Speaking at the Global Sustainable Aviation Forum, industry leaders reiterated that long-term climate action should be a priority alongside economic recovery in the coming years.
“Our sector has a long-term climate change goal to cut CO2 emissions in half by 2050,” said Executive Director of the cross-industry Air Transport Action Group, Michael Gill. “With the right help from governments, the energy sector and technologists, we expect that global aviation will be able to hit net zero emissions a decade or so later. Some parts of the world will be able to meet this point earlier and a number of individual companies have already set goals along these lines. To achieve this will require a transition in our energy source from fossil fuel to sustainable aviation fuel, the acceleration of research, and development of electric, hybrid and potentially hydrogen aircraft. It will also require a commitment to collaboration going even beyond our current levels. We have the next decade to set the scene for sustainable global connectivity for the next 30-40 years.”
Speaking about the need to focus on sustainability as part of the industry’s long-term recovery from Covid-19, the Director General of Airports Council International, Luis Felipe de Oliveira, said: “The recovery of the aviation industry will be a key driver of the global economic recovery. To ensure that aviation can continue to provide the economic and social benefits, it is crucial that we pursue a green recovery and lay the foundation for a prosperous and sustainable industry for the long term. Airports are central to the interconnected and interdependent aviation ecosystem. Airports and their partners in the aviation industry need the support of appropriate regulation and government policies to facilitate a green recovery and push for real change.”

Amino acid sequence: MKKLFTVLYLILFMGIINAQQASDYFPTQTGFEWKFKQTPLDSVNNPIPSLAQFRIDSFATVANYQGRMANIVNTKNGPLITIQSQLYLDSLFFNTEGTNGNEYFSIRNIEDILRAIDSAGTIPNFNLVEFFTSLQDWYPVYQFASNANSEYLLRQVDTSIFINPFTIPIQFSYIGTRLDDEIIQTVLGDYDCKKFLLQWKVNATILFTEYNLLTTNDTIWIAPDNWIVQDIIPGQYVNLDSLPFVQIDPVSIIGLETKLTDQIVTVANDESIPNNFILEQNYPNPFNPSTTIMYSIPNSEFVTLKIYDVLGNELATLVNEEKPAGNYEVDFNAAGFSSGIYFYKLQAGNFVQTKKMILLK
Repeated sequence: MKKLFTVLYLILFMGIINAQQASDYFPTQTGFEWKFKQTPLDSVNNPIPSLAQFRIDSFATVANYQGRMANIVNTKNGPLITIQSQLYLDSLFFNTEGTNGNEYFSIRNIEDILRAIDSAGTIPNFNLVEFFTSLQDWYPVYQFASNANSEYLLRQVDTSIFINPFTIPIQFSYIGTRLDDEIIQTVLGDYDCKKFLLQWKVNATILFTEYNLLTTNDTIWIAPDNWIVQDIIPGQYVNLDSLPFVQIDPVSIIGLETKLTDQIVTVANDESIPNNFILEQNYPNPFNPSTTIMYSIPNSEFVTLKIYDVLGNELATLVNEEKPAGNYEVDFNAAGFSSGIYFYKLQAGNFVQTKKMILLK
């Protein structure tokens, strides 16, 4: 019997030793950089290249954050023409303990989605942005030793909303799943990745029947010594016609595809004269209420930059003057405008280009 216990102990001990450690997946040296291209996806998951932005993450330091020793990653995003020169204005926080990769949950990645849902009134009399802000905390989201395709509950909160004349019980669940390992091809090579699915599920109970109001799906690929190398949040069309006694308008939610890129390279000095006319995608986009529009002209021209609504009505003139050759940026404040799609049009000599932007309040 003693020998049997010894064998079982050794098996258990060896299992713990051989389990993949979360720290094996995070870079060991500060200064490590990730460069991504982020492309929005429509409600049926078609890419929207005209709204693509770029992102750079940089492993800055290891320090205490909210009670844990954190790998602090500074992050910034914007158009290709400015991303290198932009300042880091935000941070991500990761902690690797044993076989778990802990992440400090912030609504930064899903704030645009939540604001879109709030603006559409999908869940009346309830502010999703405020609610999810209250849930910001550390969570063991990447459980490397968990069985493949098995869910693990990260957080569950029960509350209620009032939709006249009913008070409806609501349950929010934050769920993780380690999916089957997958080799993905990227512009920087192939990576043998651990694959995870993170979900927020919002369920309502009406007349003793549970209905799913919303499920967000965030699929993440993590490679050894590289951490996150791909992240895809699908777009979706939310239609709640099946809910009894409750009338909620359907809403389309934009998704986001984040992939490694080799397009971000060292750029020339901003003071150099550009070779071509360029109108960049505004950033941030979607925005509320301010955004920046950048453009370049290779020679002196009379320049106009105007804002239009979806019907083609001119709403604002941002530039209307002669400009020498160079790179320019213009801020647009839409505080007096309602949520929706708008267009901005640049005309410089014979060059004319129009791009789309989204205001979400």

Civil Air Navigation Services Organisation Director General Simon Hocquard said: “Meeting our ambitious sustainability goals continues to be of paramount importance and will only happen if everyone in the aviation system plays their part. From implementing new operational procedures to adopting the latest technologies, the ATM industry has an important role to play in improving the efficiency of aviation in the near term, before new electric aircraft technologies or zero carbon fuels come on stream.”
Alexandre de Juniac, Director General and CEO of the International Air Transport Association, said: “COVID-19 has devastated the aviation industry. But we are working hard to reconnect the world safely and sustainably. We’re committed to pushing ourselves, our partners, and governments to achieve our carbon targets in a green recovery. But this is not the time for more environmental taxes that punish people for reconnecting with family or who contribute to economic recovery with business travel. For aviation, the keys to combatting climate change remain investments in carbon offsetting, sustainable fuels, and radical green technologies.”
Chair of the International Coordinating Council of Aerospace Industries Associations, Eric Fanning, said: “Manufacturers invest billions of dollars a year to make the next generation of airplanes even more fuel efficient, but disruption from COVID-19 will make it difficult to maintain this level of investment in research and development. Moving forward, government and industry leaders must find new ways to collaborate on funding and developing innovative technologies that will address climate change.”